Four doctors arrived at the State Capitol in January prepared to bring a fresh medical perspective to a range of health care battles, from insurance coverage and prescription drug prices to smoking.

Five months later, they left a bit frustrated with a number of “little wins” but a big unfilled prescription for next year.

The four, all elected within the past three years, are informally known as the Doctors Caucus. They represent the largest number of physicians to serve in the state Legislature in 113 years, a post-Obamacare reflection of health care spending and access as breakout issues in American politics.

As rising health care costs dominate town halls, campaign speeches and state budget debates, more doctors and medical students are turning to policymaking and advocacy to improve public health. The number of physicians serving in Congress also has grown over the past three decades, from two in 1990 to 16 now.

In Minnesota, the number of doctor-legislators has jumped from zero to four since 2016. Meanwhile, the University of Minnesota has added an advocacy and community engagement program for medical residents. And participation in the Minnesota Medical Association’s annual Capitol advocacy day has nearly doubled.

“Health care is really the central issue of our time. ... People find extreme financial barriers to really just taking care of their well-being, and we’re better than that,” said Democratic state Sen. Matt Klein, an internal medicine doctor.

A desire to improve health care access prompted Klein to run in 2016, at the same time as Republican Sen. Scott Jensen, a family practitioner. Democratic Reps. Alice Mann, also a family practice physician, and Kelly Morrison, an OB-GYN, joined them in the Legislature this year.

The four doctors often landed at the center of health care discussions this past legislative session, frequently wielding their influence to push for drug price transparency and access to services or medication.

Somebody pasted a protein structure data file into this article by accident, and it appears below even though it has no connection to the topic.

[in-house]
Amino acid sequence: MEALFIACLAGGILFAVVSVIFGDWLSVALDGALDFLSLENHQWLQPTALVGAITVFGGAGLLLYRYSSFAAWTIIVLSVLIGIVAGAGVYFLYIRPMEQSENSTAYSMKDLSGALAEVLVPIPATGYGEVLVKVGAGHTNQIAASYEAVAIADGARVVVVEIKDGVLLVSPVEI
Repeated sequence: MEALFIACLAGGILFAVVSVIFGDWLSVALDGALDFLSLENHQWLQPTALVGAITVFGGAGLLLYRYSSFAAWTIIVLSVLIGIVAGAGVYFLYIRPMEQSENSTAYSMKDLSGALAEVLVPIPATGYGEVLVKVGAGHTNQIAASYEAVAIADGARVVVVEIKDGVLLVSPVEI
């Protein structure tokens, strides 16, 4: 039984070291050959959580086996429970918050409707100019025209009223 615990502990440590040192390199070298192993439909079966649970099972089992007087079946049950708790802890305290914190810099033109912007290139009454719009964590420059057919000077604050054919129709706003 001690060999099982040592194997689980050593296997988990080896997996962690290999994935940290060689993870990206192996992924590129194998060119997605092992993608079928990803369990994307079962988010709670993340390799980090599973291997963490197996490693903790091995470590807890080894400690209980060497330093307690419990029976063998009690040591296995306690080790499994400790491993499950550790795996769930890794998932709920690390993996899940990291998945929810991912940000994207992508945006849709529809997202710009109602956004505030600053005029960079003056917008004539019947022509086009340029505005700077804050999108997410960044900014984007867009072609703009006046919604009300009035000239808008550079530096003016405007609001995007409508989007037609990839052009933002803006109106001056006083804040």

They weren’t always successful.

All four received prominent Health and Human Service committee positions and said their colleagues often deferred to their judgment. But they are still rookie legislators discovering how the system works. A couple noted that, to their frustration, the data-driven decisionmaking they are used to in medicine doesn’t always translate to the rough-and-tumble of Capitol politics.

One successful bipartisan measure sponsored by Jensen and Mann will license and monitor some of the middlemen in the pharmaceutical supply chain, with the aim of controlling drug costs. But other bipartisan drug price transparency efforts fell apart.

Jensen and Klein backed the idea of a Prescription Drug Affordability Commission, to which drug manufacturers would have to report certain price hikes or the introduction of expensive new drugs. Klein likened the board to the Public Utilities Commission and said it would provide some industry oversight and regulation. Jensen said he will press the issue again in 2020 and “maybe do some horse trading” to try to make it happen.

Morrison saw more momentum this year on a similar measure that would give more oversight power to the state health commissioner. She plans to continue to fight for it but said its failure this session “reflects the power of the pharmaceutical industry” at the Capitol.

She was not the only one reckoning with the political realities of St. Paul.